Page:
During the run-up to the election, the monthly jobs reports were relentlessly mined for tidbits that could predict the outcome of the election. These often-esoteric extrapolations got pretty ridiculous—the election wasn’t going to be determined by slight fluctuations in labor force participation.
The Bureau of Labor Statistics report released today, however, carries true political import. As Congress and the White House attempt to hammer out a year-end deal, today’s numbers show that unemployment remains a critical problem, and that recent progress was a little bit too good to be true—so any final deal must provide short-term stimulus and delay any austerity measures.
The top-line looks good: 146,000 jobs added, which exceeded most projections, and a drop in the unemployment rate to 7.7 percent, which is the lowest it’s been since 2007. But a deeper look reveals much more depressing indicators. The labor market shrunk as 350,000 people stopped looking for work, which contributed to the lower unemployment rate. The private sector contributed virtually all of the job growth, and the retail industry was the biggest contributor—good for now, but these are likely retailers amping up for the holiday season, and thus not a reliable hiring engine going forward.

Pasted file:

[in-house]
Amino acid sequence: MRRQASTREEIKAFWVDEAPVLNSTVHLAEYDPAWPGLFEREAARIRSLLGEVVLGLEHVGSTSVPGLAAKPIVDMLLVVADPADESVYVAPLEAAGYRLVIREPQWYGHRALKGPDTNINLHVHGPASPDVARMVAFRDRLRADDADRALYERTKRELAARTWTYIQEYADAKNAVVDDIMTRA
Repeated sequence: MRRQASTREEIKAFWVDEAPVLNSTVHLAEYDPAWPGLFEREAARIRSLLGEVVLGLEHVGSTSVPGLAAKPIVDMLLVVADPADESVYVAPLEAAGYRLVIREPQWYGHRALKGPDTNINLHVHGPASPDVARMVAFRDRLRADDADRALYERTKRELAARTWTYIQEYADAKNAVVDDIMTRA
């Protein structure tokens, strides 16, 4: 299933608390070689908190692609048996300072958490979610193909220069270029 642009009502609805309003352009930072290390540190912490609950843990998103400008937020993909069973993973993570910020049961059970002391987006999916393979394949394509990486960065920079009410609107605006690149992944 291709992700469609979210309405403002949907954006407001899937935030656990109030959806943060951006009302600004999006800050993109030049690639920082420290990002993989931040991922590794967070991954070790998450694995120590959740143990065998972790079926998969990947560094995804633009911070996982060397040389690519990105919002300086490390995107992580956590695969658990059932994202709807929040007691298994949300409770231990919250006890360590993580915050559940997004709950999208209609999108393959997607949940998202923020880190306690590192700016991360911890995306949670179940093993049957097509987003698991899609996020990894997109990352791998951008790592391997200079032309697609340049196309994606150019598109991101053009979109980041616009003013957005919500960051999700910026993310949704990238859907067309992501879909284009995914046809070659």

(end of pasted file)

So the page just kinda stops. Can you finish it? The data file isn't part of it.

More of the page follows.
Moreover, the rosy gains of the past couple months were overstated: today’s report revised the prior two months’ report downward by 49,000 jobs. We’re still a long, long way from full employment at this rate. And if done the wrong way, a fiscal cliff deal could retard progress even further.
Also today, the IMF released a study showing that spending cuts during economic downturns in the United States could have a “statistically significant and sizeable impact.” It found that for every dollar in spending cuts enacted, the United States could lose $1.80 in economic activity. (Belying the GOP talking points, it also found that revenue increases would have an impact on growth that is “very small and not statistically significant.”)
The White House, much to its credit, recognized this fact and made a strong opening offer in which it called not only for deferring the coming sequester cuts, but enacting $50 billion in extra stimulus spending for fiscal year 2013 as well as a mass mortgage refinancing program. This is exactly the right move—if anything, more is needed—and the administration should use today’s numbers to highlight the urgency of that position.